• Madeleine Leininger: on the diversity and universality of cultural care focuses on the importance of cultural competence in nursing care. While the cultural aspect may be less relevant in the context of space, Leininger's theory highlights the need to consider the unique needs and preferences of astronauts in the provision of care. This may include understanding your individual beliefs, values and preferences related to health and well-being [8, 15].
  • Dorothea Orem: focuses on the ability of individuals to engage in self-care activities to maintain their health and well-being. In the context of space, it suggests that nurses should help astronauts develop and maintain their self-care capabilities in a unique and challenging environment. This may involve providing education and training on self-care techniques, assisting with the management of health conditions, and promoting independence in activities of daily living [4].

3.3. Space Environment

The space environment beyond 100 km above sea level presents multiple challenges for the human body, including acoustic noise and vibrations, extreme temperatures, ionizing radiation, microgravity, and relative geometry [1, 5]. These factors can have significant impacts on the health and well-being of astronauts during space exploration missions.

The ambient temperature in space can vary significantly depending on the location and exposure to sunlight. On the side of the spacecraft facing the sun, temperatures can reach up to 100 °C (212 °F), while in the dark shadow, temperatures can drop to as low as -55 to -100 °C (-67 to -148 °F). These extreme temperature variations pose challenges for astronauts and the equipment they use [1, 9]. To protect themselves from extreme temperatures, astronauts rely on the thermal control systems of their spacesuits and spacecraft [9]. These systems use insulation, heating elements, and cooling mechanisms to maintain a comfortable temperature range inside the spacesuit and spacecraft.

Electromagnetic and cosmic radiation from outer space pose a significant challenge for human space exploration. These radiations include Galactic radiation (coming from outside the solar system), solar radiation (high-energy protons from the sun), and particles trapped in the magnetosphere (Van Allen) [1, 4, 5, 9, 15]. These subatomic particles have high ionizing power and can penetrate living tissues, causing damage ranging from small burns to cancerous lesions in sensitive organs such as the bone marrow, lymph nodes, and testes [4, 15, 22]. The severity of the effects depends on the dose and duration of radiation exposure [5]. To protect astronauts from radiation, space craft, and spacesuits are equipped with shielding materials that can absorb or deflect a significant portion of the radiation. Additionally, astronauts are monitored for radiation exposure, and their missions are carefully planned to minimize their time in high-radiation environments [5, 22].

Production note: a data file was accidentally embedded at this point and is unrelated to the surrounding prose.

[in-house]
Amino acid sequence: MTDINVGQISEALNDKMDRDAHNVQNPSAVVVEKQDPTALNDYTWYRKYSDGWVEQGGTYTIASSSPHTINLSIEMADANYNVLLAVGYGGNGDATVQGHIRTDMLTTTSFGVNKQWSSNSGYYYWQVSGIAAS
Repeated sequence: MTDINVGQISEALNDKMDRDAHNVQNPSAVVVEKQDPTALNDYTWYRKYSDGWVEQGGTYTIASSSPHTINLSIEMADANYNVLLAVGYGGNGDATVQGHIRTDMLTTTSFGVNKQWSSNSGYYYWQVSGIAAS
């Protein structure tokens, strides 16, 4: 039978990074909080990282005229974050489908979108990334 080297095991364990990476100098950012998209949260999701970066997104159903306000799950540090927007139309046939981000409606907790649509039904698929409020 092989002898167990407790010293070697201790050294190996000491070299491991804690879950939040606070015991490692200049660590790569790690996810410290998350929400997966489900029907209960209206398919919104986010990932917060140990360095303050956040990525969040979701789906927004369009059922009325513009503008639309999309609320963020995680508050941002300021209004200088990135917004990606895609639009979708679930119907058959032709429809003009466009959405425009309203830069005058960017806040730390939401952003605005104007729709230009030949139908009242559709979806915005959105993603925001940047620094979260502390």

Microgravity, also known as zero gravity or weightlessness, is another important factor in the space environment [1, 15]. It occurs when the sum of forces on a body is zero or less than this value, causing the body to be in free fall away from the gravitational force exerted by a planet. This phenomenon is experienced by astronauts aboard the Space International Station (ISS), which orbits the Earth [8, 15, 22]. The absence of gravity in space has profound effects on the human body (see section on physiological changes) [5].